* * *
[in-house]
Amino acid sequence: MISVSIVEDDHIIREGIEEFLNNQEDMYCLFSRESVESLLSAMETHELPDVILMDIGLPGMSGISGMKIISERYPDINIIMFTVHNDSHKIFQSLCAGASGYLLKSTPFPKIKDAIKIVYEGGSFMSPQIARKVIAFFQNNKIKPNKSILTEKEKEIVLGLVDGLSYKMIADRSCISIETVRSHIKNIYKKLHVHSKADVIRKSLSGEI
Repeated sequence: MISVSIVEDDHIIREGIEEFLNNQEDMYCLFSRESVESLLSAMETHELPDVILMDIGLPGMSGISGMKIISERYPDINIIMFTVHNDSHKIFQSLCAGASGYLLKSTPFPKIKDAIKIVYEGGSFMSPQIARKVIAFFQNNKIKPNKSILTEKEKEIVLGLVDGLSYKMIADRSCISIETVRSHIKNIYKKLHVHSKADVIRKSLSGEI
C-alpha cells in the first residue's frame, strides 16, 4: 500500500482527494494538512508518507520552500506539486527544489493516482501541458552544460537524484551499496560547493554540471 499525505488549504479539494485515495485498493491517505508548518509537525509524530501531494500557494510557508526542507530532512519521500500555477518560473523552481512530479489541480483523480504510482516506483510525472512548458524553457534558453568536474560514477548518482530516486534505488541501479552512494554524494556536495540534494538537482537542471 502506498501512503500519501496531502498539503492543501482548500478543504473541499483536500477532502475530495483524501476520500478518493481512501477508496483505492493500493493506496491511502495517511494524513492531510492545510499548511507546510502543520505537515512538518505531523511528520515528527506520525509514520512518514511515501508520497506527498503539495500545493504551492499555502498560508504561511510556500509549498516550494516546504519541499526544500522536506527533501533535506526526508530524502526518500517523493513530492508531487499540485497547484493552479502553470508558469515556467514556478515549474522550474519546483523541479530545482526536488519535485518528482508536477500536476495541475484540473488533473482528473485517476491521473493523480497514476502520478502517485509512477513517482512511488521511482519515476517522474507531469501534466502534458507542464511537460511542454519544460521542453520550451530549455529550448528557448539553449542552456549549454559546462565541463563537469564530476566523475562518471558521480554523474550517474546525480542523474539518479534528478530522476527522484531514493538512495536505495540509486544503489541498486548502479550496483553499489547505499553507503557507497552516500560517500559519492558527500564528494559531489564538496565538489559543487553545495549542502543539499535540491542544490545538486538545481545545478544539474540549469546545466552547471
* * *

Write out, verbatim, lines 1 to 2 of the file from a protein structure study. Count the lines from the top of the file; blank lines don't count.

[in-house]
Amino acid sequence: MISVSIVEDDHIIREGIEEFLNNQEDMYCLFSRESVESLLSAMETHELPDVILMDIGLPGMSGISGMKIISERYPDINIIMFTVHNDSHKIFQSLCAGASGYLLKSTPFPKIKDAIKIVYEGGSFMSPQIARKVIAFFQNNKIKPNKSILTEKEKEIVLGLVDGLSYKMIADRSCISIETVRSHIKNIYKKLHVHSKADVIRKSLSGEI